Its mellow orange courts are arranged along picturesque terraces that overlook the Mediterranean to the south and rugged peaks to the north. Head west, and those peaks edge their way past Nice, Cannes, and St Tropez. Head east, and the winding coast road heads into Italy in just 10 or so kilometres.
Little wonder that the Monte-Carlo Country Club, a couple of hair-pin bends across the border into France, has captured many a tennis fan’s heart—and many a tennis player’s heart, too. And one in particular has made this place, this tournament, his own: Rafael Nadal.
A stunning 10th title in Monte-Carlo last year was one of Nadal’s key stepping-stones back to No1. And as on so many occasions before, he went on to dominate his beloved clay, with titles in Barcelona, Madrid and Roland Garros.
Indeed a career-long dominance on the red stuff began at this club, where he won his first Masters as a teenager in 2005. That year he went on to win the first of 10 Barcelona titles, the first of seven Rome Masters and the first of 10 French Opens.
His 10th in Monte-Carlo title last year—courtesy of a remarkable 63-4 record at the tournament—was his 50th clay-court title and his 70th career title.
But there are more milestones at stake than simply the defence of tournament titles. This year, Nadal will pursue his 31st Masters title: He is currently level with Novak Djokovic on 30. But the Serbian former champion could also edge ahead with victory.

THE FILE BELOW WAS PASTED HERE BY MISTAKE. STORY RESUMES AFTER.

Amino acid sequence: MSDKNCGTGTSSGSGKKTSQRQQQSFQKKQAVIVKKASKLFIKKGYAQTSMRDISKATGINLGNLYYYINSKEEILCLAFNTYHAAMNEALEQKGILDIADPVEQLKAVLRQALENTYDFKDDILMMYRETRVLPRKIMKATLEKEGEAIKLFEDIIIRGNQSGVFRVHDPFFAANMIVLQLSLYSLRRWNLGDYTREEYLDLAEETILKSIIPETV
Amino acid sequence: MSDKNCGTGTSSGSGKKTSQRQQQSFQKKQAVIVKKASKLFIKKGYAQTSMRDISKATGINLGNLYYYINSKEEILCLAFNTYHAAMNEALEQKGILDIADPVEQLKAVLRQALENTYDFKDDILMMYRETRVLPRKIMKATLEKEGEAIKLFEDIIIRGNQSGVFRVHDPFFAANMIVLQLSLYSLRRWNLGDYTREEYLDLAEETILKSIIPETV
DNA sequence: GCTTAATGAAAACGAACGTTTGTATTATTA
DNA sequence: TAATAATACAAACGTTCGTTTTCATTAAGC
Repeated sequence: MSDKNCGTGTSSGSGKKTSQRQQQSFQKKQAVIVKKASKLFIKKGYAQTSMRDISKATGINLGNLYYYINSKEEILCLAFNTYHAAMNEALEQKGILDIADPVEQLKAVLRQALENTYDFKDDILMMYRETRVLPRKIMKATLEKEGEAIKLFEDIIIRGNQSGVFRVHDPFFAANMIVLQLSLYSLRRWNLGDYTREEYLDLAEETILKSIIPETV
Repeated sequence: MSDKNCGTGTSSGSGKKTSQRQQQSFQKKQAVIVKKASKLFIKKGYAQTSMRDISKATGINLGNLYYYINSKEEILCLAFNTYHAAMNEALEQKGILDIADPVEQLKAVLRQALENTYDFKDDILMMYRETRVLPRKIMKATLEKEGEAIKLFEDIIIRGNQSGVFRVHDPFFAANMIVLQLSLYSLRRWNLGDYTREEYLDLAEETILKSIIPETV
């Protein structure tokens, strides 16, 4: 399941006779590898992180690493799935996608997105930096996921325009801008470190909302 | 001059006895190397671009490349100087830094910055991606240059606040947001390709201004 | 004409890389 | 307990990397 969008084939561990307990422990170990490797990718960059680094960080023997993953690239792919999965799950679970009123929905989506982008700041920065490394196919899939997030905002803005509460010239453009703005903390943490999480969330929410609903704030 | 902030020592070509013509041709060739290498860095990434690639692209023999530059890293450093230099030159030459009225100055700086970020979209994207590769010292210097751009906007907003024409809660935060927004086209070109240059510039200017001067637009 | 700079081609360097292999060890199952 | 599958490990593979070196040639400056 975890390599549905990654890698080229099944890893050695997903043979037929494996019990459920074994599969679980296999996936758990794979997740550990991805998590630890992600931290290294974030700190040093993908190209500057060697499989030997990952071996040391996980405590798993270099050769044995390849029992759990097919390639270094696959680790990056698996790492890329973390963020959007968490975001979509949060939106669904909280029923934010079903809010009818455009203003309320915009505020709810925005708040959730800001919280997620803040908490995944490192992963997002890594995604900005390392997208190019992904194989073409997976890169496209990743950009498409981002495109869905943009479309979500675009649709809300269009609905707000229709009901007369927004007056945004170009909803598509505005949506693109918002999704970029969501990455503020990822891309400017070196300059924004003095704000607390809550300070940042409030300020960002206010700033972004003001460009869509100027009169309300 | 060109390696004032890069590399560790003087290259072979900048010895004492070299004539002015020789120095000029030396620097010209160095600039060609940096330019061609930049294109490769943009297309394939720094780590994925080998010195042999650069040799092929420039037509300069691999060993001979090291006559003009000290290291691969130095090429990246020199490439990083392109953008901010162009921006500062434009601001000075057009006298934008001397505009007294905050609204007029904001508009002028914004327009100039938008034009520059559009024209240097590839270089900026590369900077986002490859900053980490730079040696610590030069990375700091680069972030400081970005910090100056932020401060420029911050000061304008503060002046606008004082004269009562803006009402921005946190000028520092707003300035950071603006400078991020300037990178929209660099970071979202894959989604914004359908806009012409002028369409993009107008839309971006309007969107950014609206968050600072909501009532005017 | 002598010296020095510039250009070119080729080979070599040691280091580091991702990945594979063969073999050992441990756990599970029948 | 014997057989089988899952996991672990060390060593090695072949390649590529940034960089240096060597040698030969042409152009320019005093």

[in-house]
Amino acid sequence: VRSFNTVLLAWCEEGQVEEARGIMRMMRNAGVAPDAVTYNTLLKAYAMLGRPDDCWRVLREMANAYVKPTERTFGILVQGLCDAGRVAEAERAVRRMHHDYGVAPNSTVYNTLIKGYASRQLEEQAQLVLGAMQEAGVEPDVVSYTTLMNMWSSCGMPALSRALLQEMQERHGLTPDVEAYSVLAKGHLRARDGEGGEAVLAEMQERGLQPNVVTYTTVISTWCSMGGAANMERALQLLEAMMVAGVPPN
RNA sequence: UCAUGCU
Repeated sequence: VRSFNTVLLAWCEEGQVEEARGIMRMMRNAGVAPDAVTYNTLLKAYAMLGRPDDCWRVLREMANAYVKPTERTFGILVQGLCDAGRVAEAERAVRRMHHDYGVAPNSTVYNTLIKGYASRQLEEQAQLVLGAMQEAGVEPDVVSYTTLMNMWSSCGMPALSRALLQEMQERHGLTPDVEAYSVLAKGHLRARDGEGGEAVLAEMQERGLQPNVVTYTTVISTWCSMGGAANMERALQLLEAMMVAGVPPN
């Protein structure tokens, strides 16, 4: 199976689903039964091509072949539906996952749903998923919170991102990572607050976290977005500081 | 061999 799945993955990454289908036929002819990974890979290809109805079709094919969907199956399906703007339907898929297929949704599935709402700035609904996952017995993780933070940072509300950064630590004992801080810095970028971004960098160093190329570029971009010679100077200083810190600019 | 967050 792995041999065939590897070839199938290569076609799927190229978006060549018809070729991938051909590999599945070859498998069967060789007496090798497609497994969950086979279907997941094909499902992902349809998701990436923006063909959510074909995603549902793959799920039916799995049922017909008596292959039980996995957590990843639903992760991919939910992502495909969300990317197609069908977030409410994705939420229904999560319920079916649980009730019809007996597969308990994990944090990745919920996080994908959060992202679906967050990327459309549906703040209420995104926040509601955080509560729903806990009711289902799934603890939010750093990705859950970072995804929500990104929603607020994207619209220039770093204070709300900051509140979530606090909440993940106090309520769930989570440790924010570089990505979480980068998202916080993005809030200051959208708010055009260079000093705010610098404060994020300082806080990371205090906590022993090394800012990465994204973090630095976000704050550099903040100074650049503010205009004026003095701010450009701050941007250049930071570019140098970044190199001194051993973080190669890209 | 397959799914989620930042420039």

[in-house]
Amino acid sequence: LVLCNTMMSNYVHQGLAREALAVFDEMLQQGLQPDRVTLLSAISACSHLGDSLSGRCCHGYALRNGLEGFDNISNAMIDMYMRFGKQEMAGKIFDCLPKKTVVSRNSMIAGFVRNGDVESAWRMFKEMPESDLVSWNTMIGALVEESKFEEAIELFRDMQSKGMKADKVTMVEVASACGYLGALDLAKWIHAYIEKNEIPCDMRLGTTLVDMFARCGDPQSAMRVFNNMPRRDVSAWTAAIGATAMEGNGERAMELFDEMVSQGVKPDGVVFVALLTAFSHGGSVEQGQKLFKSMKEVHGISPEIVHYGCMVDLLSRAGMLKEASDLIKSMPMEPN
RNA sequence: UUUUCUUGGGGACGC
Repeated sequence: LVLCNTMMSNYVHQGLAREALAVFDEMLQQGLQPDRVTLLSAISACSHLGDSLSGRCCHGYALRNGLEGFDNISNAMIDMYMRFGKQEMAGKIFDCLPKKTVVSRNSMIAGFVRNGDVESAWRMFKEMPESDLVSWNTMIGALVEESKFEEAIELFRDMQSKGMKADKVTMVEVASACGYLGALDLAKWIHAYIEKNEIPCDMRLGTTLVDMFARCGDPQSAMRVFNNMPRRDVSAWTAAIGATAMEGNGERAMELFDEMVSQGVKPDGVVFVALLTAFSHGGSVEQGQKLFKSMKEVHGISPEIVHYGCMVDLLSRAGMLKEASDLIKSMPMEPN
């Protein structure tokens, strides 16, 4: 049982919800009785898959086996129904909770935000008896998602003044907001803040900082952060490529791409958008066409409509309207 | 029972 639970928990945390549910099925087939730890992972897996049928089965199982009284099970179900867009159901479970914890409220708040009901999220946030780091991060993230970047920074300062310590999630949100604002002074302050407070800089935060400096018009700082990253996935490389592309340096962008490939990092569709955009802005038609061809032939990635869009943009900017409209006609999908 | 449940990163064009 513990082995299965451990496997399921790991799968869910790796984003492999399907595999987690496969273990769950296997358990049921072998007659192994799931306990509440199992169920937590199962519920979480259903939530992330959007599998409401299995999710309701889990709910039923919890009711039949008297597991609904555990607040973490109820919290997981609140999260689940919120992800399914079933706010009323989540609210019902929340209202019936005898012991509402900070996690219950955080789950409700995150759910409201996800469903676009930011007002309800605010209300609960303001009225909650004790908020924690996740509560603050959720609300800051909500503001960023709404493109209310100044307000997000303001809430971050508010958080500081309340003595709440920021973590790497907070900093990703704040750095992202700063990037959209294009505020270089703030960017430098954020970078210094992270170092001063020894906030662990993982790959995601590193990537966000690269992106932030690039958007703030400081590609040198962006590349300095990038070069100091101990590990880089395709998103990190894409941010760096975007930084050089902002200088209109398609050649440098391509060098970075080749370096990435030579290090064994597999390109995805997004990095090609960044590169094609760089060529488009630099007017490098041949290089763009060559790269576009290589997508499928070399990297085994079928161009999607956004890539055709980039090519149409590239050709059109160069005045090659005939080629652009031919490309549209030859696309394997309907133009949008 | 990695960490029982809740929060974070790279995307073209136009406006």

On the line too is the No1 ranking. Not that Roger Federer will be facing Nadal on a tennis court during the clay season, but the Swiss has no points to defend until his return to grass. And because he trails Nadal by only 100 points, the Spaniard has to defend his Monte-Carlo, Barcelona and Madrid titles to stay at the top. Should he lose one match, Federer will become No1.
Djokovic may have slipped to No13 in the ranks, and may have continued to struggle with form and confidence since his return in Australia after six months off the tour, but the former No1 has an outstanding record in clay Masters. Twice he has won in Madrid, four times in Rome from eight finals, and twice in Monte-Carlo from four finals.
However, Djokovic’s form this season has been largely untested following minor surgery on his elbow after the Australian Open. Indeed, aside from his fourth-round run in Melbourne, he has not won a match since his quarter-final retirement at Wimbledon last July.
And his confidence, like his form, is also uncertain after restructuring his coaching team three times in under a year. But for Monte-Carlo, he has returned to his tried and tested former coach Marian Vajda which, combined with the comforts of home—and Djokovic has an apartment just a cycle-ride from the Club—could bring just the turn-around he needs.
But like Nadal, Djokovic faces a testing draw, exacerbated by a seeding outside the top eight who receive first-round byes.
Both men could face qualifiers in their openers, and there are some strong contenders among the seven. Currently still in contention are Andreas Seppi, who beat Alexander Zverev on his way to the Rotterdam semis, teenage star Stefanos Tsitsipas, who has reached the quarters in both Doha and Dubai this year, and Jeremy Chardy, who beat Fabio Fognini in Indian Wells and Grigor Dimitrov in Miami.